Solitary Traveler

Adventurer Moore stops in Madison, Ind.
on his canoeing voyage across America

He says he enjoys meeting 'characters' along the way

(July 2021) – A canoe is so small against the expansive Ohio River that it appears to be just a dot on the horizon. The winds blow, and the sun beats down on a hot humid day. Another day, the rain is relentless, sometimes for multiple days. That summer rain turns to sleet and snow when the temperature drops in the fall and winter months. An open canoe leaves the canoeist exposed to many weather variables.
Neal Moore knows it all. He travels solo in a 16-foot Old Town Penobscot canoe. It is not just a sport or hobby.  It is his home and his only means of personal transportation. He is traveling on the final leg of what he calls a three-act journey to cross the United States completely by canoe.
“I wanted to do ‘sea to shining sea’ via the Gulf of Mexico and the Great Lakes,’ Moore said. “Our country is connected by our rivers and by our people.”
That journey started on Feb 9, 2020, in Astoria, Ore., about 100 river miles from Portland. There, the Pacific Ocean meets the mouth of the Columbia River. Moore organized his 7,500-mile trip into three sections: Act I, “To the Great Continental Divide;” Act II, “To the Big Easy, New Orleans;” Act III, “Up to the Great Lakes and on to Lady Liberty.” He plans to reach the Statue of Liberty in December in time to celebrate his 50th birthday. While it is possible the journey may extend into January, his goal will be within reach by his milestone birthday.

Photo courtesy of Norman Miller

Neal Moore, originally from Los Angeles, explores the nation's waterways as he canoes from the West Coast to New York City.

He landed in Milton, Ky., via the Ohio River in mid-June, on his way to the Great Lakes. He looked for a place to buy breakfast. The Dairy Queen was not yet open, so he found another breakfast option: a donut and Starbucks coffee at the Smoker Friendly Discount Tobacco store. Moore decided to continue on the Ohio River to Carrollton, where he started down the Kentucky River toward Frankfort. His trip was interrupted by an approaching storm. He was able to find a place to camp on the riverbank near Lockport, Ky.
He finally settled in his Moss tent with a rain fly. He slept through the storm later that night. When he woke up the next morning, flash flooding had caused the river to rise more than seven feet. The river had almost reached his tent. If he had camped lower on the bank, Moore would have been swept away. He decided to return to Madison, Ind.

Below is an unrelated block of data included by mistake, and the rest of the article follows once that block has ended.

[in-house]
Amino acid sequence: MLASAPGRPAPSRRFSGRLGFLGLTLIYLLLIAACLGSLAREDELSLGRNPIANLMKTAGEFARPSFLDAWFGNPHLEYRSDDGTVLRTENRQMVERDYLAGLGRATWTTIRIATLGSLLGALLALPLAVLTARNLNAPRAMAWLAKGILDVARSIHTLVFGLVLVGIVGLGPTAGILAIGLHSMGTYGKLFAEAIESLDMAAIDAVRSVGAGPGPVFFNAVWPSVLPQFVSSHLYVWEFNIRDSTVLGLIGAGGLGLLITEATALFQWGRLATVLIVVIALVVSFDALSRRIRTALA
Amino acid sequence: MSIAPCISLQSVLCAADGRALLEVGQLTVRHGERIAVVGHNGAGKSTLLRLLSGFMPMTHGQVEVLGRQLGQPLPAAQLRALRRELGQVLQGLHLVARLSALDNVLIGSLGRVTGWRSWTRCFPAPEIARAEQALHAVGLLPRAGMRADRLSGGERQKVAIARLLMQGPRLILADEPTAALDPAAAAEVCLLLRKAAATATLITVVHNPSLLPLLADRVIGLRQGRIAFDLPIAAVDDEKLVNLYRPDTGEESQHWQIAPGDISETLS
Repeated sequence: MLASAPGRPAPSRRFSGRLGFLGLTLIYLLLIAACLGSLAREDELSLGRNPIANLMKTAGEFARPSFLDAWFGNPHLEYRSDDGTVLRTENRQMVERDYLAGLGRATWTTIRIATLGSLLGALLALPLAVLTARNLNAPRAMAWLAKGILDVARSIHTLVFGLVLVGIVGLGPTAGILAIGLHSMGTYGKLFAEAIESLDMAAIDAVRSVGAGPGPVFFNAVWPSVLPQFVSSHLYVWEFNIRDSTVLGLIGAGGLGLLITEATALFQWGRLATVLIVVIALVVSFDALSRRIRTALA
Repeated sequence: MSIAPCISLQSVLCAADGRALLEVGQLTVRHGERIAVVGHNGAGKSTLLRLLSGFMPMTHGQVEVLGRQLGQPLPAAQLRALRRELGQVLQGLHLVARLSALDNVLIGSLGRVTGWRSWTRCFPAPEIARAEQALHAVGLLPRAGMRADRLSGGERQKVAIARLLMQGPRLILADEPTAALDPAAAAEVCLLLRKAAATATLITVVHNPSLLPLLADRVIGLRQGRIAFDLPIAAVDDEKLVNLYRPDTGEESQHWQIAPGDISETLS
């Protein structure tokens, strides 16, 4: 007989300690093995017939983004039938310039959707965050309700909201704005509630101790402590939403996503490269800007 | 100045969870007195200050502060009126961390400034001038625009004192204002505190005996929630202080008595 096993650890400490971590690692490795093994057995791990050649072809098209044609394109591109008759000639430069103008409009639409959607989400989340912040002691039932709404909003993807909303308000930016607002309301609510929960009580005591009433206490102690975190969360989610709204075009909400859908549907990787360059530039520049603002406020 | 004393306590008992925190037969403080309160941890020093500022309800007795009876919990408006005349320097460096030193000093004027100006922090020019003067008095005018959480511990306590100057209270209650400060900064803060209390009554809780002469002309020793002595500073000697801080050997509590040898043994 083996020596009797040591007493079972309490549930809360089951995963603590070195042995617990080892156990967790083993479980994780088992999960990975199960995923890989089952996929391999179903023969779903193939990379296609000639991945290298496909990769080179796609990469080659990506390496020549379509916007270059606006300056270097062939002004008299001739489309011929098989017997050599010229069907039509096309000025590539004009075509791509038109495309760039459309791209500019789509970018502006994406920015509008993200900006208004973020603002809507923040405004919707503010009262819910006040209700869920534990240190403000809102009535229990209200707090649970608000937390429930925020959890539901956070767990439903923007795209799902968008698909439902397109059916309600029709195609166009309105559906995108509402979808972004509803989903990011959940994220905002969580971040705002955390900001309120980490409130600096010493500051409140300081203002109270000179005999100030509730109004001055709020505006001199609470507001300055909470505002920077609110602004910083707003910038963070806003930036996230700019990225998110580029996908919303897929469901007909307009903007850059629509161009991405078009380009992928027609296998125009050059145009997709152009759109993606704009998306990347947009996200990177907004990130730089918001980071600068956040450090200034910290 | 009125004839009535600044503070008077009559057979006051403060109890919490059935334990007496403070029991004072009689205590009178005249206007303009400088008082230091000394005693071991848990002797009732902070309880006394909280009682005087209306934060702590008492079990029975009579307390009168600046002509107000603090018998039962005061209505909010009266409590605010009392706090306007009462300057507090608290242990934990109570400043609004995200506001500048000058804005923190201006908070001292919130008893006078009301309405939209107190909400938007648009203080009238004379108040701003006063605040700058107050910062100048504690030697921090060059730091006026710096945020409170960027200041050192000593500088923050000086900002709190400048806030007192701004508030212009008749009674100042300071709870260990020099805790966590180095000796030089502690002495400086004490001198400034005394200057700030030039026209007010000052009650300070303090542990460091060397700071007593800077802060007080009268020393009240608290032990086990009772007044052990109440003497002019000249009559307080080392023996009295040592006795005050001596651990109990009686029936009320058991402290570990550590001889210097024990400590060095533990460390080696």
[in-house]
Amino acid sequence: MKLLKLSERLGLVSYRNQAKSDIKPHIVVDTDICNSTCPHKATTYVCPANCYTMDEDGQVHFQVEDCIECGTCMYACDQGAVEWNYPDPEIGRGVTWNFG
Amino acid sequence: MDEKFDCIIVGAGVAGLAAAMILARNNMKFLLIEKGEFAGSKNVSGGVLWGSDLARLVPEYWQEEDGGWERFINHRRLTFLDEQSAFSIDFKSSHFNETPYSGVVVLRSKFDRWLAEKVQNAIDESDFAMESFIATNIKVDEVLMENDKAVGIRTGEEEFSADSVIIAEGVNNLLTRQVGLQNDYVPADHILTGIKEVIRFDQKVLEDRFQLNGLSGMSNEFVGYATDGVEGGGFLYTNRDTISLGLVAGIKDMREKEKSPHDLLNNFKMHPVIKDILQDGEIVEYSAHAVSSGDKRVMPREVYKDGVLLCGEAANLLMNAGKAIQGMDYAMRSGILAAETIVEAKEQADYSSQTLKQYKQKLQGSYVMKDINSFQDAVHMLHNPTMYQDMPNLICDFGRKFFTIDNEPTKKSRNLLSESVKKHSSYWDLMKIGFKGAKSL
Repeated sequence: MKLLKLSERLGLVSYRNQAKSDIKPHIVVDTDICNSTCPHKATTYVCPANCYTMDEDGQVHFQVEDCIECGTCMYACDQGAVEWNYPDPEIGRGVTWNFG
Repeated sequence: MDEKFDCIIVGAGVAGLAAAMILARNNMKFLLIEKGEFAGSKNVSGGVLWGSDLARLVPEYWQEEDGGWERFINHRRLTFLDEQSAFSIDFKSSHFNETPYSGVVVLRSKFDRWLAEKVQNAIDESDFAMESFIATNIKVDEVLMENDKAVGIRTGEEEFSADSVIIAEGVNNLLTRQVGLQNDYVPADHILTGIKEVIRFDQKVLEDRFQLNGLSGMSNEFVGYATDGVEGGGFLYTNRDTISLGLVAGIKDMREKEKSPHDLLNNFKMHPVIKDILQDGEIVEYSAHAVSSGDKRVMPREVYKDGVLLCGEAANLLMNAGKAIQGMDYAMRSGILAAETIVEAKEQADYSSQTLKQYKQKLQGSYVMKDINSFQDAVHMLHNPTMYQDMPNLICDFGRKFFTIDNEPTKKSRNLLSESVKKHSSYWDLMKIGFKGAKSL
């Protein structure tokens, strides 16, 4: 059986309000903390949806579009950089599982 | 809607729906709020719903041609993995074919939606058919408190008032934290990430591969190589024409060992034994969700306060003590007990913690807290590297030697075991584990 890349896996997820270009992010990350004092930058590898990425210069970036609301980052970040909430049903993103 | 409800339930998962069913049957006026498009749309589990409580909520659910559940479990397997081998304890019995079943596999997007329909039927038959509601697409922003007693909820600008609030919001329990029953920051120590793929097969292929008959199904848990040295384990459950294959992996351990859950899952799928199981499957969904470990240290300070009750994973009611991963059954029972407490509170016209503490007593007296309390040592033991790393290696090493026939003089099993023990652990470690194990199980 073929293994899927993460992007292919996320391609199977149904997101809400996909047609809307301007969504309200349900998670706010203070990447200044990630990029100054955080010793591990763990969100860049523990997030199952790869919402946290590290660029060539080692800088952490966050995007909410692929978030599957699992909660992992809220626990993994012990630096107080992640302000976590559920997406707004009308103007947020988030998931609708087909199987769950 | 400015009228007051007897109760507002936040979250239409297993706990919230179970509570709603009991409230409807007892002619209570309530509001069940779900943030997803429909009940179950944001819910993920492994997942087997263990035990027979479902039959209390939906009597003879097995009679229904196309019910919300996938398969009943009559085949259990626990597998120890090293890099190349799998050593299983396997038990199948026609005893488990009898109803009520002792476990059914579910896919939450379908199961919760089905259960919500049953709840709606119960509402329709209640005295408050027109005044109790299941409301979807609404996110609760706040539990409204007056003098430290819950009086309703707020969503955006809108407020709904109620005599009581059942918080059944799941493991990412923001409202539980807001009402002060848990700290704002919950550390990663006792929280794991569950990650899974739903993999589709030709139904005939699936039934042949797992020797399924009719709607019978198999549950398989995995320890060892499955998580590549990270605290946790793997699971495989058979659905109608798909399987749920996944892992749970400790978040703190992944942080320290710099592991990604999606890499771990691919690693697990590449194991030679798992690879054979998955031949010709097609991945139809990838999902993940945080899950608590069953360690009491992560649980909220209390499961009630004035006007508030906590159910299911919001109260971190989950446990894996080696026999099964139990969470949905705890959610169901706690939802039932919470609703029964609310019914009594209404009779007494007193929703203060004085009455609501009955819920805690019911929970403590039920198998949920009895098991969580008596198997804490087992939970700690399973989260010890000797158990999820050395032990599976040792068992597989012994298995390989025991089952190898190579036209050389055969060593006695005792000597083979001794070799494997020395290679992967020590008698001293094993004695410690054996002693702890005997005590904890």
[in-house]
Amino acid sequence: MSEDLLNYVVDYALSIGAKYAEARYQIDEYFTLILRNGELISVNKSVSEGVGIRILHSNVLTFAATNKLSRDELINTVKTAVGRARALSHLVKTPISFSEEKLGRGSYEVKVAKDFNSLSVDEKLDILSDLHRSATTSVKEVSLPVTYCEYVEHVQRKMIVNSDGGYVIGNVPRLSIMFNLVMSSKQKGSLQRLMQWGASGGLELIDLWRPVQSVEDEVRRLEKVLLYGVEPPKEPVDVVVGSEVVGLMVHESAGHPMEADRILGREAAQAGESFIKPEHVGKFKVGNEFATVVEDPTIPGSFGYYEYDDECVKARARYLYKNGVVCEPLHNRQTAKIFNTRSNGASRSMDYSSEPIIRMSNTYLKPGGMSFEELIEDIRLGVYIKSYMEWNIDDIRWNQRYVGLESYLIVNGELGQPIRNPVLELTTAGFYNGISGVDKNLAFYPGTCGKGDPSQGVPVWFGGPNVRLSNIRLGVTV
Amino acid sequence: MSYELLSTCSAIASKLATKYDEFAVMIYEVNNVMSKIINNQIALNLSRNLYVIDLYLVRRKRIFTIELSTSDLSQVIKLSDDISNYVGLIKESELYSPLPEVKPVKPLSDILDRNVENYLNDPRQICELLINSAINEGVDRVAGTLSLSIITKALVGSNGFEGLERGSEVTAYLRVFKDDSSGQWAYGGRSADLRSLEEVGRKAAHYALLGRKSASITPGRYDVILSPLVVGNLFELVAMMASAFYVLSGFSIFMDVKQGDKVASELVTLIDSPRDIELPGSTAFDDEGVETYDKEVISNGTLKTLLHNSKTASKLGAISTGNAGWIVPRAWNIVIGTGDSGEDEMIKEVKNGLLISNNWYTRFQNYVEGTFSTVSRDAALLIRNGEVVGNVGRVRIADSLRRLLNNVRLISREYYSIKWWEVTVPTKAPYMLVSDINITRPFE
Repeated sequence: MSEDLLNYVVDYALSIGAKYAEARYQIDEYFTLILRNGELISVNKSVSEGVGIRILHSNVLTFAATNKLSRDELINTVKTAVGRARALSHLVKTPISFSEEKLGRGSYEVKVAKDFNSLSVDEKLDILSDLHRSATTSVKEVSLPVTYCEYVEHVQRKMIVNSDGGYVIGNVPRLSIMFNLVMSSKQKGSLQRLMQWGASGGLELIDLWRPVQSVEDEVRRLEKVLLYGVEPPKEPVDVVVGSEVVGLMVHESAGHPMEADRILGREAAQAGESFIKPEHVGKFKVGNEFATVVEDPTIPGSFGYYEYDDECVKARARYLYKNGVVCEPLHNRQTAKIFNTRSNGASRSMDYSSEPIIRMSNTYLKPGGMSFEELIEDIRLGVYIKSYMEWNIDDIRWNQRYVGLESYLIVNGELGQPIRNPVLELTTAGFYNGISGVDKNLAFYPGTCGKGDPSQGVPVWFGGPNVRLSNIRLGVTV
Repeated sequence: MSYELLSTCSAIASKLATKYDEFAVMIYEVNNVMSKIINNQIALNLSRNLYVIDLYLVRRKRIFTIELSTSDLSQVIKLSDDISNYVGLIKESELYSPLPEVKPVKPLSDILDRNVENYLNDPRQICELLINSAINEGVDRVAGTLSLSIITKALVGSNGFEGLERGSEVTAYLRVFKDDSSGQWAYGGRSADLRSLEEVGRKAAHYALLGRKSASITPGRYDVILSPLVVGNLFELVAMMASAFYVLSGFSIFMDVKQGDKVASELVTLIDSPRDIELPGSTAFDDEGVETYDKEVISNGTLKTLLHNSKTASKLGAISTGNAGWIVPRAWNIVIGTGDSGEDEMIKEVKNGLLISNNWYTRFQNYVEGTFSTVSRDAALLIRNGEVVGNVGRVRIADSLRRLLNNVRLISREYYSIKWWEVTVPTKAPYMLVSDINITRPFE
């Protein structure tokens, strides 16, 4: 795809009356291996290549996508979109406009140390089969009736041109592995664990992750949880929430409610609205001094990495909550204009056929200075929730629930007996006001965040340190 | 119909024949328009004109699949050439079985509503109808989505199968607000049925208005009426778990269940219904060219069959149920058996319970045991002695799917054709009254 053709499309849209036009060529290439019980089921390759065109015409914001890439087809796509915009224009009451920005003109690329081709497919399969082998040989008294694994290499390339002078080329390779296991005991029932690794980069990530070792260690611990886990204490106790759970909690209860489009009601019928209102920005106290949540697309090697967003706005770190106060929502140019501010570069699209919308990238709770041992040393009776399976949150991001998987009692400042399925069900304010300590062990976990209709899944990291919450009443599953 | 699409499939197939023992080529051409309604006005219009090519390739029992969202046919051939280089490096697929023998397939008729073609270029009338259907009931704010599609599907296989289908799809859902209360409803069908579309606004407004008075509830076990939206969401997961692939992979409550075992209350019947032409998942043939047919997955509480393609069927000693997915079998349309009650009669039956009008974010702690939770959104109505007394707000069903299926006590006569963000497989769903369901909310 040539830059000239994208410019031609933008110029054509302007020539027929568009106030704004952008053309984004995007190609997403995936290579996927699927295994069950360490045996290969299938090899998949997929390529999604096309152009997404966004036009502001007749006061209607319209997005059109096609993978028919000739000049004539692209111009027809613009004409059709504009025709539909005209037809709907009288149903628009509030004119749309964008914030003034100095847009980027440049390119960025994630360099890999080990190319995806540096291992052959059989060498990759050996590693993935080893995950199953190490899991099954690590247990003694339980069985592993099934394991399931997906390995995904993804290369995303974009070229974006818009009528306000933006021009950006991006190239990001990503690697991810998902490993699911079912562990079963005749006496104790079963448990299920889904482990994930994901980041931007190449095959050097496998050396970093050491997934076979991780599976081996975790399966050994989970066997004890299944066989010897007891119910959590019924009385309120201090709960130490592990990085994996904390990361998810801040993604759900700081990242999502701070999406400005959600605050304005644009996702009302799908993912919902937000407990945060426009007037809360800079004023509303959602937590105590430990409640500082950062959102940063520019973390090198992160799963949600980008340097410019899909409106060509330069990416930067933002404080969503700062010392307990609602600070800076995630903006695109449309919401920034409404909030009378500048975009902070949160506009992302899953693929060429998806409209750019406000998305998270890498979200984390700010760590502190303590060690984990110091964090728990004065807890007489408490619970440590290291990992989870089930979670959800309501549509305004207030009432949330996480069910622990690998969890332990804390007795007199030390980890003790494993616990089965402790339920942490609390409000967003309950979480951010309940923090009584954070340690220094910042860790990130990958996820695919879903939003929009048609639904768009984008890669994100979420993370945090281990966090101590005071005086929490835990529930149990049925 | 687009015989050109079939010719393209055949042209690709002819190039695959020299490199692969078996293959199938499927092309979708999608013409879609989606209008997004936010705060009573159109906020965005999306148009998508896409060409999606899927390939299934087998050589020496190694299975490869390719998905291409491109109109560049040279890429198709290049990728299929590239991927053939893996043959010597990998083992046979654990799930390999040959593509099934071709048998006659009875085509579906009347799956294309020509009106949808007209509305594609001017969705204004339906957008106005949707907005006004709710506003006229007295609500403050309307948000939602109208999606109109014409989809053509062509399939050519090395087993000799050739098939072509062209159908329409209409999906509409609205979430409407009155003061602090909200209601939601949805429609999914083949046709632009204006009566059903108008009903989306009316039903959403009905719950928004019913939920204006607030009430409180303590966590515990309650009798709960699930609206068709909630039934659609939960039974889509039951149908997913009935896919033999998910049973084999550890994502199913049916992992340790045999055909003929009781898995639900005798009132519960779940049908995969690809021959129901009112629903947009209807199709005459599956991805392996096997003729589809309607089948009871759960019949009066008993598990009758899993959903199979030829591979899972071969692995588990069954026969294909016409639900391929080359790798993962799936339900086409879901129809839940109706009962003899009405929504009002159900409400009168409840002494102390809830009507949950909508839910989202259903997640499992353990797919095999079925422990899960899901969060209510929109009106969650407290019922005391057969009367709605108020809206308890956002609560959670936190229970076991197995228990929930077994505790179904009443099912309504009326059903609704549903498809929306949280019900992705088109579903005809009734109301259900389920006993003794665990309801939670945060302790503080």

Life on the river is not new for Moore. In 2009, the Los Angeles native decided to write about old river towns along the Mississippi River. Over a period of four months and 22 days, he filed 50 stories with CNN as a citizen journalist, while canoeing 2,200 miles down the Mississippi River, through the center of the United States. His stories were broadcast on all CNN platforms: CNN.com, CNN Canada and CNN international. He later co-wrote a book about those adventures. 
In 2020, during the first leg of this new trip, Moore found that the safest place to be was on the river. “As I studied the previous Spanish flu, I found that people who were outdoors fared better than people indoors.  During Covid, I was better off outdoors by myself,” Moore said.
Moore had calculated that he needed to average about 10 miles per day between Madison and the Erie Canal to get through the canal before it closes for the winter. On the Ohio River, he has been able to canoe as many as 20-25 miles per day. Those extra miles allowed him the time to explore Madison for a few day, and still stay on schedule.
“Madison is a town of characters; half natives and half transplants. But then, we’re all characters,” he said. “In historic river towns, I like to walk the storied streets and get a feel for the stories in this town. Madison is full of stories.”
Moore spent his week in Madison at the home of Carolyn and Merritt Alcorn. They had connected through Will Garvin, a mutual friend in Montana. Garvin is a “River Angel.” Moore explained that people who help river travelers along the way are called “River Angels,” similar to the “Trail Angels” who help hikers along the Appalachian Trail.
Carolyn Alcorn said, “We are having so much fun. My grandkids were here last night for a geography lesson with Neal.”
She introduced Moore to John Nyberg, executive director of the Jefferson County Historical Society. After hearing Moore’s story, Nyberg told him, “We have a poem for you.” Nyberg gave Moore a copy of “Paddle Your Own Canoe,” a poem by Sarah T. Bolton that was first published in the late 1890s. The poem concludes with the lines:
“Leave to Heaven, in humble trust,
All you will to do:
But if succeed, you must
Paddle your own canoe.”
Nyberg said, “Neal is such a kind soul. What a fun journey, I just got into the whole journey. I think a little bit of all of us would love to do that. We always have stuff to do, few of us say, ‘I’m just going to do it.’ ”
Moore described his cross-country journey by saying, “I’m in an open canoe, open to anything the journey throws at me: characters and people, hell and high water. I have been helped, and I have been able to witness people in all walks of life, helping each other.”
Moore’s adventures are posted online at www.22rivers.com and Instagram @riverjournalist.

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